Like all optical illusions, mystery spot tricks work because our brain tries to improperly apply the rules it has learned about the structure of the world. Objects that are farther away appear closer together and smaller. Lines that converge indicate those lines are parallel but receding into the distance. These are just a few of the rules our brains learn as we develop, and they operate at a fundamental level in our perception. So even though we know at an intellectual level that the cabin is merely tilted at an angle, our spatial brains still try to feed us an interpretation that says the water is indeed flowing uphill, and that person is indeed standing on the wall. This perceptual conflict is still enjoyable, no matter how well you know the way it works.
Two researchers from the University of California, Berkeley studied the Santa Cruz Mystery Spot and published their findings in the journal Psychological Science in 1999. In it, they proposed a framework called orientation framing theory to describe how the brain's visual processing is guided by spatial frames of reference. They noted a number of illusions at the Mystery Spot as examples of familiar tilt-induced illusions such as the Ponzo illusion, the Zöllner illusion, the Poggendorf and Wündt-Hering illusions, and others. No mysterious gravitational effects needed.
This theory works not only with the artificially constructed attractions, but with natural "mystery spots" as well. Gravity Hill in New Paris, Pennsylvania is one such place, and it's fairly representative of the scores of such hills that are well known. Many of them are named "Gravity Hill", "Spook Hill", "Magnetic Hill", or some similar name. Like most, the Pennsylvania Gravity Hill is a road where, if you put your car into neutral at the bottom, you will roll uphill. Throngs of curious amateur investigators frequent these spots, plumb bobs and surveying equipment in hand, to try and figure out what's going on.
Many of these locations have a few things in common. They're often nestled among rolling hills that obscure the horizon, and are away from tall buildings or other structures that may provide a reference plane for the horizontal and vertical. Tree trunks and other natural features are often the only available references, leaving it easy to misjudge the slope of a road that's among hills that are higher at one end of the road than the other. It's the classical optical illusion, again explained by orientation framing theory.
Of course, plumb bobs and surveying equipment have their weaknesses. If you think gravity might be acting wrong, a plumb bob is not a reliable tool. Surveying equipment is fine and dandy, but the average layperson doesn't have access to it or the knowledge and resources to use it properly. But one tool that everyone can get their hands on is a GPS, which operates independently of gravity or magnetism or anything else you think might be going on. Take an altitude reading at each end of a gravity hill, and you'll find that what your eyes told you was the high end was actually the low end. Just keep in mind that GPS units have error ranges, and you'll want to use two or three different units and let them sit for a good long time at each point to get a good reading.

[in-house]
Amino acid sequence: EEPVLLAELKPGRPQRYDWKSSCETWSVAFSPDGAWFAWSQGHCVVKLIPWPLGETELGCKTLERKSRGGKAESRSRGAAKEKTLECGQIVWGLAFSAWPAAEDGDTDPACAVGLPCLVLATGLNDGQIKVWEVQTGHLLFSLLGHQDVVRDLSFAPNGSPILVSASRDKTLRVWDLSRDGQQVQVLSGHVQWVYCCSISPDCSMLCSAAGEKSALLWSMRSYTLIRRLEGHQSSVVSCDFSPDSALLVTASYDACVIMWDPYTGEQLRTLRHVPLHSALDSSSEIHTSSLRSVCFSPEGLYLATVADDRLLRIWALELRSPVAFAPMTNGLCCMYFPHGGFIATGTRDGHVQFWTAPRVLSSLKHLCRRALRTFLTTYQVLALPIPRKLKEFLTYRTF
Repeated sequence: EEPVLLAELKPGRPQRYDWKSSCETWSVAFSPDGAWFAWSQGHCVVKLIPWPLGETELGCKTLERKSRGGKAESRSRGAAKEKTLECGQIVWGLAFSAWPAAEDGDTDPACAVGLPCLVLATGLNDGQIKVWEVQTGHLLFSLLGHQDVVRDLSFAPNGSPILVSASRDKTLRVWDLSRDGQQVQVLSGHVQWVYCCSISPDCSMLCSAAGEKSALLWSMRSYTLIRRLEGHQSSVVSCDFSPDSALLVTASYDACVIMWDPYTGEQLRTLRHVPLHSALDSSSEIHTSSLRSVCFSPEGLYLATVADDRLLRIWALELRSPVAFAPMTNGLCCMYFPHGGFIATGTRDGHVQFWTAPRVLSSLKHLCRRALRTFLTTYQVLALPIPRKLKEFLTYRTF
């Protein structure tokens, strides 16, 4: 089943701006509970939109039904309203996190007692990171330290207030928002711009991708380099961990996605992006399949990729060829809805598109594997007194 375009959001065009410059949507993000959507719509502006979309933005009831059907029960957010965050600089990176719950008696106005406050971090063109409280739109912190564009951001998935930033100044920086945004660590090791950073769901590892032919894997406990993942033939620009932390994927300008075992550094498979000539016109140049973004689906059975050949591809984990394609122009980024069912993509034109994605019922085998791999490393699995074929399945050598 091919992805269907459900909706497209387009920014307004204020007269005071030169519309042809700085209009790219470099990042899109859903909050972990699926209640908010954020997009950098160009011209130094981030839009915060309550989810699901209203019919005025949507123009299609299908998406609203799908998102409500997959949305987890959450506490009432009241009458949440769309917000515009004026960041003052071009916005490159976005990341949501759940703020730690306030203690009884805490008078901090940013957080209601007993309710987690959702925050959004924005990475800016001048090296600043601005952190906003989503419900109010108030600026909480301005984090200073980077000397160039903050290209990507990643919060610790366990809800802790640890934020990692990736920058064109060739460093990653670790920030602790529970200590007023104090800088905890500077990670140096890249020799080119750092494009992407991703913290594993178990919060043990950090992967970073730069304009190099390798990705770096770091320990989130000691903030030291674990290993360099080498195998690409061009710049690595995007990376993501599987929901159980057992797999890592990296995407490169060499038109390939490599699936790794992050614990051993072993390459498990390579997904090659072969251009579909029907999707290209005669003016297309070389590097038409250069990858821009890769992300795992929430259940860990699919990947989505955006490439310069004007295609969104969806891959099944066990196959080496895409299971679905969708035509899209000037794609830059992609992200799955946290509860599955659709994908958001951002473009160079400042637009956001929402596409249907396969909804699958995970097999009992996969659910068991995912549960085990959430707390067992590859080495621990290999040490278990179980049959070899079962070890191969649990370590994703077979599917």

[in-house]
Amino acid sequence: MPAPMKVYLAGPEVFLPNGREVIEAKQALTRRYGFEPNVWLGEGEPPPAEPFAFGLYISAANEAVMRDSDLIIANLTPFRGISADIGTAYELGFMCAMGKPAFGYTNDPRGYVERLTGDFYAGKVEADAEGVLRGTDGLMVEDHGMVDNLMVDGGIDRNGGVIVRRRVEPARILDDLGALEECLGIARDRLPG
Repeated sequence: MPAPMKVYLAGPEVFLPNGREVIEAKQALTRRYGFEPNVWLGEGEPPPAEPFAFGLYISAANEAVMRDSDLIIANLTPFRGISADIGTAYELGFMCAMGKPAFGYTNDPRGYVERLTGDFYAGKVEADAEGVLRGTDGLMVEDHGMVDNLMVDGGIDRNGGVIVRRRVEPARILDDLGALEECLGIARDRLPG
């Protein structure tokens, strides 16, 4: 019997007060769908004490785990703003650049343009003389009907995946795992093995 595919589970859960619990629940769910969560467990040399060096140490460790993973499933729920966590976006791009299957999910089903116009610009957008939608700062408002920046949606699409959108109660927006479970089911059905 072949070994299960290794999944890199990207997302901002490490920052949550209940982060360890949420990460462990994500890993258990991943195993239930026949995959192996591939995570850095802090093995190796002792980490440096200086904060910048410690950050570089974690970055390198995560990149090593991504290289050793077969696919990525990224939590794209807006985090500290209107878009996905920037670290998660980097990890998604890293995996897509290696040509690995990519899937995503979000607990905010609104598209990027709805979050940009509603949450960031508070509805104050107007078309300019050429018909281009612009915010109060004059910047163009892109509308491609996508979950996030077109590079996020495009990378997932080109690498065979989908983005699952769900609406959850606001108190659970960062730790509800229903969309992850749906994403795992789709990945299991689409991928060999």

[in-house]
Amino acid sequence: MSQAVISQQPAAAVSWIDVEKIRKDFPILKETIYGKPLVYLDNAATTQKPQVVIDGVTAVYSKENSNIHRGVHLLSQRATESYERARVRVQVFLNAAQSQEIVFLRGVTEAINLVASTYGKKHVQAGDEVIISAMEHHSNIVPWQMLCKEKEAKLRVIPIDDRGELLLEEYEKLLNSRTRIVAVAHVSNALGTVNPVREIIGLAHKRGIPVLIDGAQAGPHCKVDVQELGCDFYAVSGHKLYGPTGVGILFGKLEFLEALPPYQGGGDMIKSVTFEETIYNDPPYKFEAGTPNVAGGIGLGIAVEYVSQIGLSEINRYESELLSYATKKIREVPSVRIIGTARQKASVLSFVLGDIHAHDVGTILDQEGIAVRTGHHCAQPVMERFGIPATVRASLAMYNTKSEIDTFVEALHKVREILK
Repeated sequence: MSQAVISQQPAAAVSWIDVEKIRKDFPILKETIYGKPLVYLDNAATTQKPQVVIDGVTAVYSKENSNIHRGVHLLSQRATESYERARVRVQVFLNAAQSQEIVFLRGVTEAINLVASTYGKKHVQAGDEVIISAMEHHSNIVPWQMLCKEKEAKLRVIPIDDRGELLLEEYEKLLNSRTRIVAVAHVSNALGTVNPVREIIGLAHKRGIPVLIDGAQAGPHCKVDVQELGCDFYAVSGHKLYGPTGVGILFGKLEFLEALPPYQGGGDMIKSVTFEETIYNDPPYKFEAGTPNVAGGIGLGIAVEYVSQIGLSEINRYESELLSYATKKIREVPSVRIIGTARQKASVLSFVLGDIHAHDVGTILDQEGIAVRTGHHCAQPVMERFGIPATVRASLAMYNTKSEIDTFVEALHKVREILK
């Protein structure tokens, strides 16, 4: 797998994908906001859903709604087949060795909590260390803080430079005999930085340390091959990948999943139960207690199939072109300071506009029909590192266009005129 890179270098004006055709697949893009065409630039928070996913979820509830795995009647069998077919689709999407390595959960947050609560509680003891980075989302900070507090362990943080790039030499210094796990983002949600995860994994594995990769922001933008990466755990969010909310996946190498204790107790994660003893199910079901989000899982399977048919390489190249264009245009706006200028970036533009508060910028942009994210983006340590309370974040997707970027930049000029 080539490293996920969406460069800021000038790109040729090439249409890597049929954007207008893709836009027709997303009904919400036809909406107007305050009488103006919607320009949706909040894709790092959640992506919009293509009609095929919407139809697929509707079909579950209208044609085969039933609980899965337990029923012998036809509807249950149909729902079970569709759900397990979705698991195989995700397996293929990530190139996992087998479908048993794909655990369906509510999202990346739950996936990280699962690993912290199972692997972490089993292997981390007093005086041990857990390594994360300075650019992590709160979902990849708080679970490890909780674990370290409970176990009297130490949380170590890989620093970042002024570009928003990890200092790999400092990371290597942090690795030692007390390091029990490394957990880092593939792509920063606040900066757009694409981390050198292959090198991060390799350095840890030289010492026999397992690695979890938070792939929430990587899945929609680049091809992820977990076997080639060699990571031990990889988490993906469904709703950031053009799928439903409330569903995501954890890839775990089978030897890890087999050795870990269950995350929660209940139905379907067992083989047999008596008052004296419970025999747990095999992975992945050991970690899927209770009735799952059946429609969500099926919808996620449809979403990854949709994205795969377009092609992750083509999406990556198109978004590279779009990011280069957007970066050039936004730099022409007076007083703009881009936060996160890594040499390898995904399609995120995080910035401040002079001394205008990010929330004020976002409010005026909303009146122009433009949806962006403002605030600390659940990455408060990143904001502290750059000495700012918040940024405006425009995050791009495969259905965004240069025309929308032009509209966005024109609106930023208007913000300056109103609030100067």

Everyone also has access to good quality radar elevation mapping of the whole planet: Google Earth. And with a little bit of research and a few dollars, you can get a printed topographical map. So far, none of the known Gravity Hills has been found to actually roll objects uphill, once a proper elevation survey is done. The Pennsylvania Gravity Hill has been subjected to many such examinations. One group, called the Enigma Project, published their results online. Their GPS survey found that over the 416-foot length of the road marked off with "Start" and "End" painted on the road, it dropped 13 feet, even though to the eye it appeared to rise. They then confirmed these findings using a tripod mounted surveying laser. Their measurements agree with the commercially available topographic map of the area, and with the elevations found on Google Earth.
It's fun to experience an illusion, and really mind blowing to wonder about it when you don't know the cause, whether it's ghosts pushing your car or a gravitational anomaly lifting you up onto the wall. But for me, the funnest part of mystery spots is comprehending the illusion, and matching what you see to what you know... especially when your brain says you can't.
By Brian Dunning
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Cite this article:
Dunning, B. "Mystery Spots." Skeptoid Podcast. Skeptoid Media,
11 Jan 2011. Web.
16 Jan 2017. <http://skeptoid.com/episodes/4240>
References & Further Reading
Eagleman, D. "Visual Illusions and Neurobiology." Nature Reviews Neuroscience. 1 Jan. 2001, Volume 2, Number 12: 920-926.
Editors. "Mystery Spots Explained." Sandlot Science. SandlotScience.com, 25 Oct. 2005. Web. 7 Jan. 2011. <http://www.sandlotscience.com/MysterySpots/Mystery_Spots_1.htm>
ESA. "ESA's Gravity Mission GOCE." Living Planet Programme. European Space Agency, 16 Sep. 2010. Web. 7 Jan. 2011. <http://www.esa.int/esaLP/LPgoce.html>
Frizzell, M. "An Examination of the Bedford County Gravity Hill." The Enigma Project: A Documentation of the Paranormal. M. A. Frizzell, 30 Mar. 2008. Web. 5 Jan. 2011. <http://userpages.umbc.edu/~frizzell/pabedcogravhill.html>
Gregory, R. "Knowledge in perception and illusion." Philosophical Transactions of the Royal Society of London. 1 Jan. 1997, Volume 352: 1121-1128.
Shimamura, A., Prinzmetal, W. "The Mystery Spot Illusion and Its Relation to Other Visual Illusions." Psychological Science. 1 Nov. 1999, Volume 10, Number 6: 501-507.
Sieveking, P. "Gravity Anomalies." The Fortean Times. 1 Dec. 2003, December 2003.